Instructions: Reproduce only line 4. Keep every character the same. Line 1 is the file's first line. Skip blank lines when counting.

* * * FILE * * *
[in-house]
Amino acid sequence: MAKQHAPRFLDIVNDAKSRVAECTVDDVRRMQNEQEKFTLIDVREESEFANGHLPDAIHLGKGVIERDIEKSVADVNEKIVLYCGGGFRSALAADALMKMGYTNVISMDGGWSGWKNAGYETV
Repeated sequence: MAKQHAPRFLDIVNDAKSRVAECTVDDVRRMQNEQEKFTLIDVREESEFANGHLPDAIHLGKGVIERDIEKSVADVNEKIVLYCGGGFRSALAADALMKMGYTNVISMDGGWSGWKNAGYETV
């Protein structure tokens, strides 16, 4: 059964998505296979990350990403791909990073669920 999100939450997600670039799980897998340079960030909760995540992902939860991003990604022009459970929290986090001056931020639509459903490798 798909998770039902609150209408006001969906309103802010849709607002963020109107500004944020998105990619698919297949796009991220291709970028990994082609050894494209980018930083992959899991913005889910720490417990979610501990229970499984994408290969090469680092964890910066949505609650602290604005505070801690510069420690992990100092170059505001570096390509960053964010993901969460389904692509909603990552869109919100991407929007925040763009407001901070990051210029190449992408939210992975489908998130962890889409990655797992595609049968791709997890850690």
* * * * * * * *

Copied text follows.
């Protein structure tokens, strides 16, 4: 059964998505296979990350990403791909990073669920 999100939450997600670039799980897998340079960030909760995540992902939860991003990604022009459970929290986090001056931020639509459903490798 798909998770039902609150209408006001969906309103802010849709607002963020109107500004944020998105990619698919297949796009991220291709970028990994082609050894494209980018930083992959899991913005889910720490417990979610501990229970499984994408290969090469680092964890910066949505609650602290604005505070801690510069420690992990100092170059505001570096390509960053964010993901969460389904692509909603990552869109919100991407929007925040763009407001901070990051210029190449992408939210992975489908998130962890889409990655797992595609049968791709997890850690």